Port St Mary RNLI paged to assist open water swimmer in difficulty
At 6.18pm yesterday evening (Saturday 24 April), Port St Mary RNLI launched both its inshore and all-weather lifeboats for the second time in less than a week.
The volunteer crew were paged by Belfast Coastguard after they received a radio distress call from a solo open water swimmer, who had found themselves in difficulty in Castletown Bay.
The all-weather Trent class lifeboat Gough Ritchie 2 under the command of Michael Keggen, and D- Class inshore lifeboat Spirit of Leicester under the helm of Mark Whiteley, launched in slight seas and fair conditions and headed to the casualty.
In the meantime, a vessel which was moored in Castletown Bay and had heard the distress call lifted their anchor and set off in search of the casualty. Shortly after they located the swimmer and took them aboard.
Both of Port St Mary’s lifeboats proceeded to the location of the vessel, where the swimmer was transferred onto the inshore lifeboat Spirit of Leicester. They assessed the casualty and found them to be safe and well, before returning to Castletown Harbour and handing the person over to the Isle of Man Coastguard.
After reporting to Belfast Coastguard that the casualty was safely back ashore, both lifeboats were stood down. The volunteer crew returned to station and were ready for service again by 7.25pm.
Following the call-out coxswain Michael Keggen said: ‘I wish to thank the nearby vessel for their quick thinking and response, which ultimately helped to save the casualty’s life.’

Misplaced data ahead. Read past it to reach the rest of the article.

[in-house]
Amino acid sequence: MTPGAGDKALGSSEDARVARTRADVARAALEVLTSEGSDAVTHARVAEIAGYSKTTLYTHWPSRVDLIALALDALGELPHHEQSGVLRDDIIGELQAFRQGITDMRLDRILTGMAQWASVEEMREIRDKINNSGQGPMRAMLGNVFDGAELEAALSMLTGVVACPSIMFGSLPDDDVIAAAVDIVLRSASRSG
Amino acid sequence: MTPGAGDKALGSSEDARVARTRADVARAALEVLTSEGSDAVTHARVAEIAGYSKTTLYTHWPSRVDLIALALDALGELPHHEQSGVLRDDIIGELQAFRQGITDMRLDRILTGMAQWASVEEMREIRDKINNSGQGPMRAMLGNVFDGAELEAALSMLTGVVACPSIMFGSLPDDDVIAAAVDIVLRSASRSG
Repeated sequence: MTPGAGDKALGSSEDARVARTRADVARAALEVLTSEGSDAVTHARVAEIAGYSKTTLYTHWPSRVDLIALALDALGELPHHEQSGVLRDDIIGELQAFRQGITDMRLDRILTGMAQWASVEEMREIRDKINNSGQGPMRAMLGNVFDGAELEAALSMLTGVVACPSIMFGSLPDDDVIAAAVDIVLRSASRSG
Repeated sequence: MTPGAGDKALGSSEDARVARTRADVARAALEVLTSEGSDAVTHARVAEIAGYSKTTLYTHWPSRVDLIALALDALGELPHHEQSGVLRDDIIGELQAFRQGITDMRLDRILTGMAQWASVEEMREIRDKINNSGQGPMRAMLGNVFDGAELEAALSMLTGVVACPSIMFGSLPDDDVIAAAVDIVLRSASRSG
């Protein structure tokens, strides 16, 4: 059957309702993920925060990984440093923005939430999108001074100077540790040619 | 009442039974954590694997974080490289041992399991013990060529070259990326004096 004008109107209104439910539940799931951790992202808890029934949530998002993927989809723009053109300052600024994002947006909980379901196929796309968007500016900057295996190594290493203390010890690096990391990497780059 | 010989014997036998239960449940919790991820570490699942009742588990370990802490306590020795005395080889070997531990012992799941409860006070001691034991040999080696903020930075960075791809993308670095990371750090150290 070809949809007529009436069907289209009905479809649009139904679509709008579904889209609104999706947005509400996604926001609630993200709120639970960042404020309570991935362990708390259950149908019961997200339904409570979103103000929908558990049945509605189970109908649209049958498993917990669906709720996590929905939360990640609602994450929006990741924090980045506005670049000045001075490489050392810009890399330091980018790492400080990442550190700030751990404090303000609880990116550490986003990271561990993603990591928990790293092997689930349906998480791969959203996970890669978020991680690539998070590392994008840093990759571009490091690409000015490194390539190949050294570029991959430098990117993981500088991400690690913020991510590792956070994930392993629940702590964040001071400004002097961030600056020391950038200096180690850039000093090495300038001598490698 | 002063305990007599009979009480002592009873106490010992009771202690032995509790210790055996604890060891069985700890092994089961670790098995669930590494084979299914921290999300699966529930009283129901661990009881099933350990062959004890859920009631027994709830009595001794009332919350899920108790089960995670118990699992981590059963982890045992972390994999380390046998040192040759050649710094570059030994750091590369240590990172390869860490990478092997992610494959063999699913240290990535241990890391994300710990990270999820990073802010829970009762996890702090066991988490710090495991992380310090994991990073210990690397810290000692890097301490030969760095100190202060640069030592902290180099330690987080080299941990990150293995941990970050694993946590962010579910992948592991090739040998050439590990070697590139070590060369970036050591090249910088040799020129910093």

Lifeboat Operations Manager Sarah Keggen went on to say: ‘We’re pleased that the casualty was recovered safe and well, and wish to praise them for being equipped with a hand-held VHS radio which enabled them to call for help when they realised they were in difficulty. It’s vital when partaking in activities around the sea that you carry a means of communication and always let someone ashore know when and where you are going and when you are expected back. Should you get into difficulty call 999 or 112 and ask for the Coastguard.’
David Hill: Port St Mary’s all-weather lifeboat Gough Ritchie 2 and inshore lifeboat Spirit of Leicester returning from service.
Key facts about the RNLI
The RNLI charity saves lives at sea. Its volunteers provide a 24-hour search and rescue service around the United Kingdom and Republic of Ireland coasts. The RNLI operates over 238 lifeboat stations in the UK and Ireland and, in a normal year, more than 240 lifeguard units on beaches around the UK and Channel Islands. The RNLI is independent of Coastguard and government and depends on voluntary donations and legacies to maintain its rescue service. Since the RNLI was founded in 1824, its lifeboat crews and lifeguards have saved over 142,700 lives.